The workings of an upcoming white paper on Canberra’s thinking about security and military issues have come out, and the document shows that as China’s rise sends the region into a arms buying frenzy, Australia has no intention of being outgunned in the Pacific. The Hong Kong-based Want China Times has more on the white paper’s expected contents:
It is understood that the document will focus on a beefed up Navy and RAAF to counter China’s massive military build-up, and no new money for the army. […]
The shipbuilding plan calls for an urgent “rolling build” of future frigates and offshore patrol vessels worth more than $20 billion.
Combined with the possible construction of the navy’s $50 billion future submarine in Adelaide the plan will guarantee work for local shipyards such as BAE Systems in Melbourne and ASC in Adelaide for decades to come. […]
Extra money will also be channelled to cyber security and space where satellite security is increasingly important for the Australian Defence Force.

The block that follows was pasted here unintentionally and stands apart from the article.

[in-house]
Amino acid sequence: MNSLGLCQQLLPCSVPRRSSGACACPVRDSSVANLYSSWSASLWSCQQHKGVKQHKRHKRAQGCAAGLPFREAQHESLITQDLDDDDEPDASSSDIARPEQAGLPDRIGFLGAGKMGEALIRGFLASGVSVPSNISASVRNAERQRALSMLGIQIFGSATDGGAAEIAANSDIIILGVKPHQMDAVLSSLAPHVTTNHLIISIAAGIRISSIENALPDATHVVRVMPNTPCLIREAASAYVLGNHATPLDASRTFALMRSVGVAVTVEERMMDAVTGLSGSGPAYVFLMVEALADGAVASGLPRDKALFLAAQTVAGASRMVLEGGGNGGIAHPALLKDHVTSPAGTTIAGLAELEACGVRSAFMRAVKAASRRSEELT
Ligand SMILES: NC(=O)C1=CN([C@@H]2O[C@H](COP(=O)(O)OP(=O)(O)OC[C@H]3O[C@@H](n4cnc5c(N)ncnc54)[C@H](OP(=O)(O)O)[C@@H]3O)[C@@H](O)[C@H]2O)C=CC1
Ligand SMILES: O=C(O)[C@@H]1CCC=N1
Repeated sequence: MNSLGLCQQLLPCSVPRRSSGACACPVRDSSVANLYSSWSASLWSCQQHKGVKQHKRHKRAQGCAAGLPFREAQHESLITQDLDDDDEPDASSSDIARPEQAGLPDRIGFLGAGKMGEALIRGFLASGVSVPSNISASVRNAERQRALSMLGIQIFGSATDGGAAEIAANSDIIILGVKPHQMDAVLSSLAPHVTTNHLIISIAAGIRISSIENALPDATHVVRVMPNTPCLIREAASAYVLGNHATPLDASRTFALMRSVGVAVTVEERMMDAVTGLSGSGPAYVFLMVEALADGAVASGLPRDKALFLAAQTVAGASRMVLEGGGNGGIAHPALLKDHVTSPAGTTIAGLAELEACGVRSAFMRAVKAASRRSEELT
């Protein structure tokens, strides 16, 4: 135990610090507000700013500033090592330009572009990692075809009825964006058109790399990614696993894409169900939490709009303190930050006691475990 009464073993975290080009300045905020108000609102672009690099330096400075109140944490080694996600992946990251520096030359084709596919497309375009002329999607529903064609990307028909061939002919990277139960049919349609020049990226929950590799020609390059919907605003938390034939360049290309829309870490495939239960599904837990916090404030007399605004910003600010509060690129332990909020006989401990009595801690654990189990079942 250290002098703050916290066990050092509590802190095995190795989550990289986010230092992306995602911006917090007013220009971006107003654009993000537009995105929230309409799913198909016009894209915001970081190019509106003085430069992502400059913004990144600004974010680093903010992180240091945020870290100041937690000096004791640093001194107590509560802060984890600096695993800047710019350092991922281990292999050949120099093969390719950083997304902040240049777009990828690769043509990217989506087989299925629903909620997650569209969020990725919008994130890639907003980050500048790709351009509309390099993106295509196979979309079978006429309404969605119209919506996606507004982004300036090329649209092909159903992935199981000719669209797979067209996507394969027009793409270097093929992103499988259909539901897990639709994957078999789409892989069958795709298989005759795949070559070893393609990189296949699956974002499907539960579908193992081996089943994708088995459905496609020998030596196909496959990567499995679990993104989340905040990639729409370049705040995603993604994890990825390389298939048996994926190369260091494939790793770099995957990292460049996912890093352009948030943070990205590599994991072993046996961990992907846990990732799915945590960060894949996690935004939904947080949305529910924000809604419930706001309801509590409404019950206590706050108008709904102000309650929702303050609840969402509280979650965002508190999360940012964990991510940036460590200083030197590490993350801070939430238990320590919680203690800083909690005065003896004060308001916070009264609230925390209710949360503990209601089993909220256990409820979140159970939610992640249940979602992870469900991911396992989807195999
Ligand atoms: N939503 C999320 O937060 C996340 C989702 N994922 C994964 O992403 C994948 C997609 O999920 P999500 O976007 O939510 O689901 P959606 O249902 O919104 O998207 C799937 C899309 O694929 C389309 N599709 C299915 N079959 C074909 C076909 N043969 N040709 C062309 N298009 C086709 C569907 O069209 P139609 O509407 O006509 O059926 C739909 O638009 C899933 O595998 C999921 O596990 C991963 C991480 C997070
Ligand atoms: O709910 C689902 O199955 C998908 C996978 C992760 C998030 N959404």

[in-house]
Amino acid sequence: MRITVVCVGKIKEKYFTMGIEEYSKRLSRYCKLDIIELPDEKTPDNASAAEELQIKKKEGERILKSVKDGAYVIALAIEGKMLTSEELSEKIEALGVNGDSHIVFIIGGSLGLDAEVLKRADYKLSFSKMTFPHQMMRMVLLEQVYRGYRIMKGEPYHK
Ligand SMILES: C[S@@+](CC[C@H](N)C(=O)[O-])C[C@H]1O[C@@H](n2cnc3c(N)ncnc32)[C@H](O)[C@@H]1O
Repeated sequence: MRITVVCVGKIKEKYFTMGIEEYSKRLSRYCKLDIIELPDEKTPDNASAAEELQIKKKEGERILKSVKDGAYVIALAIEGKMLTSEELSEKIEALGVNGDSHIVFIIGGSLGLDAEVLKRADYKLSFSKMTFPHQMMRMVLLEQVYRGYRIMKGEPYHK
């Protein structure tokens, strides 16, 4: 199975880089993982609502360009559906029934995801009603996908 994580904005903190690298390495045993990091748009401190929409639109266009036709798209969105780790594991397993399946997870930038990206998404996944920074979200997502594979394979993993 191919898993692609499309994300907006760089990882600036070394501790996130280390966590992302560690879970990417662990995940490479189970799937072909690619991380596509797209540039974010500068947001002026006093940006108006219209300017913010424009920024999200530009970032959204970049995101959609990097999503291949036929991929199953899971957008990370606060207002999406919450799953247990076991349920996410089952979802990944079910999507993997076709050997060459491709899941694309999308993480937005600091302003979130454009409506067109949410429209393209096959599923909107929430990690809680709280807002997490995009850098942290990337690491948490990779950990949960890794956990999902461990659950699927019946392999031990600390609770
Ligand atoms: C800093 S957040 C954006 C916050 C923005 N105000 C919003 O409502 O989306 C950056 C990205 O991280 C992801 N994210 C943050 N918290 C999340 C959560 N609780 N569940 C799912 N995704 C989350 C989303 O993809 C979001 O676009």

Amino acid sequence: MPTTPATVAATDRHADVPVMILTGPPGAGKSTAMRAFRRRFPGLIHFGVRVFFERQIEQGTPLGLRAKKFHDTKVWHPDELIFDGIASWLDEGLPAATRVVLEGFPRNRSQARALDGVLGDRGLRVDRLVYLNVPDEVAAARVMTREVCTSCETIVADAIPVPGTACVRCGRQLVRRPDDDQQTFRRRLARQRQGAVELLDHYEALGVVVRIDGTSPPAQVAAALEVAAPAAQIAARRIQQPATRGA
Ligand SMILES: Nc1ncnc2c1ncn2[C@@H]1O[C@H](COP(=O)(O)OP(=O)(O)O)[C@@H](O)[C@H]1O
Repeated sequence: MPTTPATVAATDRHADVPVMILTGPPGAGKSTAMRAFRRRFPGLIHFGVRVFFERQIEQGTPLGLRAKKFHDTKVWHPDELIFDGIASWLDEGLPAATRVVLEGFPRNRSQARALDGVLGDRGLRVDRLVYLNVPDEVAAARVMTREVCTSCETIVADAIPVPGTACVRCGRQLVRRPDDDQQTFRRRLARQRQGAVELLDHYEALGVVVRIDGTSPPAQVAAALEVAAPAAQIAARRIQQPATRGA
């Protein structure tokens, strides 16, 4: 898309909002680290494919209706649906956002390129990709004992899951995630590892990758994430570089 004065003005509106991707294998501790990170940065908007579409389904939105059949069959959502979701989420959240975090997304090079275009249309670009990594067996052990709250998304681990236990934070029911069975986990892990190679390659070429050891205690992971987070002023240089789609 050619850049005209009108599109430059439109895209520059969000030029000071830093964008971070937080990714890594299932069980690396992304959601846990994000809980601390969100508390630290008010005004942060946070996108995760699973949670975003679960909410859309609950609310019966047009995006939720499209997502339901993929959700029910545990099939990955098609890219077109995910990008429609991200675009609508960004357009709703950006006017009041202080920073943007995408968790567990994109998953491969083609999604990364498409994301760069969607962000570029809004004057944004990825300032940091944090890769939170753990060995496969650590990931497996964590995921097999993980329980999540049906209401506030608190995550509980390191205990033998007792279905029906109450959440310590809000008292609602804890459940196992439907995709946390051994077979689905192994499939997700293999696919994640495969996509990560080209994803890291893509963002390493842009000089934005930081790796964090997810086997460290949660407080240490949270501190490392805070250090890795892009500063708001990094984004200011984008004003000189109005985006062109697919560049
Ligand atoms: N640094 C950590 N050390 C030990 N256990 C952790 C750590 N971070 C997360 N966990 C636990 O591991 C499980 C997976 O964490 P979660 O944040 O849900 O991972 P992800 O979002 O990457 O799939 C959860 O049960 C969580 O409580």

We’ve been covering the arms race that China’s expansionist stance has kicked off in Asia. Vietnam, the Philippines, Japan, India, and weaker countries such as Indonesia and Singapore have been investing in the gear they fear they’ll need to keep China at bay. Mostly, that has meant littoral combat ships, coast guard ships, missiles, and most recently, spy planes.
Canberra enjoys a mostly warm relationship with Beijing, especially on trade, and that’s been a major economic advantage for it in recent years. But as it’s new defense policies make clear, chips on the table there is no question over whether Canberra would stand with a regional, U.S.-backed coalition bent on standing up to the expansionist might of a rising—or possibly sinking—China, and stand tall.